This week marked the launch of new rules in Washington, DC that are intended to put an end to years of rancor between the District’s food trucks and their supporters on the one hand and regulators and the restaurant lobby in the District on the other.
If the first week under the new regulations is a harbinger of the long-term impact of the rules, then I’m cautiously optimistic.
As the Washington Post’s Tim Carman reported this week, formerly arcane rules meant that food trucks in the District were constantly under fire, forced to find haphazard parking solutions when they’d rather have been serving customers.
“In the past at places such as Farragut Square, passenger cars (sometimes even cabbies who might charge $25 for a prime spot) would hold spaces until food trucks arrived,” writes Carman. “Parking enforcement officers would ticket trucks less than a minute after the meters expired. And the truck operators would conduct private deals to switch parking spots and extend their vending time beyond the two hours allowed on the meters.”
Among other changes, the new rules allow food trucks to enter into monthly lottery system for designated parking spots. Those that choose not to take part—or that don’t win a particular lottery—are free to park in non-lottery spots, which are often the same spots they’d have parked in anyways.
Perfect? No. Better than the earlier threats of cabbie bribes and parking tickets? Of being forced to abandon a parking spot and drive in circles for the theater of it all? I think so.
The new rules are also far better than rules the DC Council considered adopting this past summer, rules I wrote in a DC Examiner op-ed were “arbitrary and punitive [and] could kill off the District’s vibrant food truck scene.” Indeed, they’re better, too, than rules the same Council considered in 2012 (and which I criticized in a Huffington Post column).
How do others perceive the new rules? I tracked down several of the key players in the District by email this week and found my cautious optimism is shared by leaders in the two major camps (food trucks and brick-and-mortar restaurants) alike, along with their supporters.
“I think the first three days have gone fairly well from the food truck operators’ and from the customers’ perspective,” says Doug Povich, co-owner of the Red Hook Lobster Pound truck and head of the District’s Food Truck Association, in an email to me. “We appreciate not having to jockey for parking spaces or feed the meters. Plus being able to vend for more than 2 hours fits better with the length of our service periods. And vendors who choose not to vend in the [lottery spaces] can still operate as we did in the past. Customers I think appreciate seeing different vendors at each location each day of the week.”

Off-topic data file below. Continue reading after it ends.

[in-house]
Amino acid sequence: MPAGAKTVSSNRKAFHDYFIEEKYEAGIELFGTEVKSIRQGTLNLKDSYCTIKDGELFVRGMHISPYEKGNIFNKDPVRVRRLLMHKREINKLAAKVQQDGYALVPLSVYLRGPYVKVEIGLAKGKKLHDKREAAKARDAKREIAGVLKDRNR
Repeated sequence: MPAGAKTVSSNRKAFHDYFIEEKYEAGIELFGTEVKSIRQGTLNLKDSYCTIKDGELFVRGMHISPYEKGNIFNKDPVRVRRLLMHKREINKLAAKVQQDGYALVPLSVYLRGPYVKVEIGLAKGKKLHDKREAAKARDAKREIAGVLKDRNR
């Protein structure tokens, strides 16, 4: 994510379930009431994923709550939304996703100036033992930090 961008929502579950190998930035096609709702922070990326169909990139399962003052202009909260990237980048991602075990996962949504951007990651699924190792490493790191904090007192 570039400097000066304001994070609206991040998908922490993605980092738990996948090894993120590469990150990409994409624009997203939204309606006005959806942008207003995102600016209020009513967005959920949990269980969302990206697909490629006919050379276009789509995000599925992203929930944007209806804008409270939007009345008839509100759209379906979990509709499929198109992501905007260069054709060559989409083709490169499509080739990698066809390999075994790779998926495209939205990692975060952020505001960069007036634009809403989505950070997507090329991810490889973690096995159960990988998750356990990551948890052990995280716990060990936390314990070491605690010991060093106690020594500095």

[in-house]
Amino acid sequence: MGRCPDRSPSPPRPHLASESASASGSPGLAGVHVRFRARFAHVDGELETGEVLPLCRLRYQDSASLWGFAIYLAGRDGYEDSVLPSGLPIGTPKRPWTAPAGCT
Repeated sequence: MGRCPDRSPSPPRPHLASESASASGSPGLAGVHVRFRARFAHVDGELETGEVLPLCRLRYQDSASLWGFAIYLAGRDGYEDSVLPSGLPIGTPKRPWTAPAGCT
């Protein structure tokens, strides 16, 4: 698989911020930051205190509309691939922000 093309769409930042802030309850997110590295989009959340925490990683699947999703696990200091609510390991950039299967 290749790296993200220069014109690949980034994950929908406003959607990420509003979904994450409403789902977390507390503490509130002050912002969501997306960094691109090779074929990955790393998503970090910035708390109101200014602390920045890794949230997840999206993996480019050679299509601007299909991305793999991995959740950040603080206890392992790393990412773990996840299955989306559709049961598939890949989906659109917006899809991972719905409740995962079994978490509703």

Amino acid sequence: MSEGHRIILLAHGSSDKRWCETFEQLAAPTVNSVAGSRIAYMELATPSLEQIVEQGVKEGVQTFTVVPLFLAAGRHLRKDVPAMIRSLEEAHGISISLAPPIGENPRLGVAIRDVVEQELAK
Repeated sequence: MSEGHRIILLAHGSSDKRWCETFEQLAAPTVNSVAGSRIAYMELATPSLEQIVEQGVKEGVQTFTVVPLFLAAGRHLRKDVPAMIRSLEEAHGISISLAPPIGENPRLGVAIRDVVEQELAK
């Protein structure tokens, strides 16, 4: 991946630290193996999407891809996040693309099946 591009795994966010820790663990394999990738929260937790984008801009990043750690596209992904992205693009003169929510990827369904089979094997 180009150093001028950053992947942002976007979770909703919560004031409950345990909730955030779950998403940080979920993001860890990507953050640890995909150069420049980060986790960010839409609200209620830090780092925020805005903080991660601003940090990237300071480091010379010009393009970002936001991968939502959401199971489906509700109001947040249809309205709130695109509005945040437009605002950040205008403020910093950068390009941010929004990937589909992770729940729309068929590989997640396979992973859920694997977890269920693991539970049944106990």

Povich’s fellow association member Che Ruddell-Tabisola, co-owner of the BBQ Bus food truck, emphasizes that point.
“[F]ood truck owner-operators can choose to serve at one of the city’s managed locations or instead go almost anywhere else in the District food truck fans ask them to,” he tells me by email, referring to this crucial fact as “underreported.”
“The regulations that were issued certainly are not perfect,” says Bert Gall, senior attorney with the Institute for Justice, also by email, “but they are far superior to the version that RAMW [the Restaurant Association of Metro Washington] and the Mayor were pushing; that version would have caused catastrophic damage to the D.C. food truck industry.”
But it’s not just food truck owners and their defenders who seem reasonably happy with the rules.
“We’re pleased with the initial reports that we’ve read and heard,” says RAMW president and CEO Kathy Hollinger, in an email to me. “From what we can tell, consumer choice has been preserved and food truck operators have been able to focus on growing their business rather than fighting for parking spaces.”
These seemingly positive changes in rules governing food trucks in the District, and their positive outcomes, may be part of a larger national development.
As I told the ABA Journal (published by the American Bar Association) last month, what once looked like an overwhelming regulatory climate stacked against food trucks might in fact be turning for the better.
Why? All sorts of people and groups, I said, are “starting to push back and maybe even reverse that trend.”
Still, it’s important to remember that the new District rules aren’t perfect.
Some District food truck vendors are also detractors. And Povich tells me the food truck association is “still waiting for permanent signage and have some ideas about how to tweak the system to provide a bit more flexibility for vendors who want to swap location[.]”
Despite these hurdles, Povich appears confident.
“Ultimately,” he tells me, “I think the new system will be a tremendous benefit to the City, food truck vendors and customers.”